MERIDEN, Conn. (WTNH) — It’s a moment of pride for Connecticut’s Dr. Miguel Cardona. The newly-minted U.S. Education Secretary returned to his hometown of Meriden on Wednesday. He was joined by first lady Dr. Jill Biden for a tour of Benjamin Franklin School.

WATCH: Good Morning America March 4 interview with Dr. Miguel Cardona

On the same day, Governor Ned Lamont appointed Charlene Russell-Tucker as the new acting commissioner of the Connecticut State Department of Education.

This district has been in-person learning amid the COVID pandemic since August 2020. Secretary Cardona credits mitigation strategies like masks and a COVID teaching handbook they created, which is now a model for the state and nation.

RELATED: ‘Honor of my life’: Newly appointed Sec. of Education Cardona gives News 8 exclusive interview after being sworn in

Cardona and Biden are both educators pushing for safe in-person learning around the country.
Both touting the American Rescue plan and its passage as the way.

“As a former teacher, principal, I know the disruption that causes when you have to go from in-person on one day to fully remote another day knowing that many of your students don’t have access to laptops, they don’t have access to technology,” said Cardona. “They don’t have access to school.”

Reopening schools during the COVID-19 pandemic is a top priority of the Biden administration.

During their visit to the school, Cardona and Biden spoke with a kindergarten teacher about COVID mitigation strategies, as well as a second-grade teacher about her experience with going back to in-person learning. The assistant principal and senior director of student support and special education also spoke with Biden and Cardona about the importance of special education.

The first lady said in-person learning is the best way for children to learn, “But we just know that we have to get back safely. And I think that once we get our teachers vaccinated and we get the American rescue plan passed so that schools like this can have the money to be back safely.”

After, first lady Biden and Secretary Cardona hopped on a plane and headed to a middle school in Pennsylvania.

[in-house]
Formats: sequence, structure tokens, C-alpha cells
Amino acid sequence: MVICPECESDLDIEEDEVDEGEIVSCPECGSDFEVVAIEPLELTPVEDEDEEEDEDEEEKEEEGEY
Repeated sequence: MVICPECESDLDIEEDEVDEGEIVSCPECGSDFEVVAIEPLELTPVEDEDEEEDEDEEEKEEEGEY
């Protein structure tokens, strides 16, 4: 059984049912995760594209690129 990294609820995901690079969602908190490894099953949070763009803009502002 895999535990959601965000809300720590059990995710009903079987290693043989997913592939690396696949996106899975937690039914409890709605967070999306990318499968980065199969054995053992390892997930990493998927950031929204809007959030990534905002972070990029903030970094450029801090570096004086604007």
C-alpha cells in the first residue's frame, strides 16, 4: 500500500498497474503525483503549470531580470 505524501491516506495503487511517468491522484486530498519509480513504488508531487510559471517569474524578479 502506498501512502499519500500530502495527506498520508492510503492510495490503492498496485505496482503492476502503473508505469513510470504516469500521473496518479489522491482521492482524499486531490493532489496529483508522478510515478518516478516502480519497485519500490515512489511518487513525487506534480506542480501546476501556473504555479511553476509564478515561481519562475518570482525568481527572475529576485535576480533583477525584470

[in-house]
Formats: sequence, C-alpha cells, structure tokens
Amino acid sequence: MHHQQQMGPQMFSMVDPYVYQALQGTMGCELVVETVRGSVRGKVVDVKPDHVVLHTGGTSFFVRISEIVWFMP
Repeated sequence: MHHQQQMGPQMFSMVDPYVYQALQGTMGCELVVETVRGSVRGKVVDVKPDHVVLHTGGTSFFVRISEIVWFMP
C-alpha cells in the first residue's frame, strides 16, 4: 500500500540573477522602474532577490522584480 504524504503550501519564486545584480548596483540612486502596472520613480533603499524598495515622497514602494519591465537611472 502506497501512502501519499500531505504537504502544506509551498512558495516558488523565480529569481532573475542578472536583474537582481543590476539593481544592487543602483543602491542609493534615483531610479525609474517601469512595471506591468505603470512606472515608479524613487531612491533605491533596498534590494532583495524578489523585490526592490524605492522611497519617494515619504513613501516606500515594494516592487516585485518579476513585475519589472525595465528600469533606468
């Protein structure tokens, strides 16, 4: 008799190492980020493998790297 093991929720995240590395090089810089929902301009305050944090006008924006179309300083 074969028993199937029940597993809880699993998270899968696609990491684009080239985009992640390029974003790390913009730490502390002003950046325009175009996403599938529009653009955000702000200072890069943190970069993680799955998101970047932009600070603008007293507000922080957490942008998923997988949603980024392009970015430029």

WATCH: First lady Jill Biden, Dr. Miguel Cardona visit students at Benjamin Franklin Elementary School

Secretary Cardona told News 8 that Connecticut will always be his home. He plans to have a place down in Washington D.C. and will commute. He wants to have face-to-face meetings with staff and create the culture in D.C. for in-person learning around the nation.

“To Connecticut students — I’m one of you,” Dr. Cardona said. “I told students in Meriden before I left: My story is your story. I’ve been blessed with fortune and good people around me and I’ve learned a lot from so many wonderful educators.”

Dr. Cardona was sworn in as 12th Secretary of Education Tuesday evening.

WATCH: Gov. Lamont, Dr. Miguel Cardona deliver remarks following Meriden school visit

“I can guarantee you, first lady, that our Secretary of Education is going to get the job done because he got the job done for the kids here in the state of Connecticut,” added Gov. Ned Lamont Wednesday.

WATCH: First lady Jill Biden delivers remarks following Meriden school visit

On the first full day of the job, Dr. Cardona released a statement for parents and students, saying in part, “Our first priority is to return students to the classroom for in-person learning, but we know there’s more work to be done once we’ve achieved that goal. We’re also working toward building better career pathways, making college more affordable, ensuring all students have access to high-quality schools.”

Ninety-nine percent of Connecticut schools now offer in-person learning. In Meriden, there are about 200 students still learning remotely. All will be back in the classroom by March 15.

The last time the Silver City had a political visitor was in 1952 when President Harry Truman came during his campaign.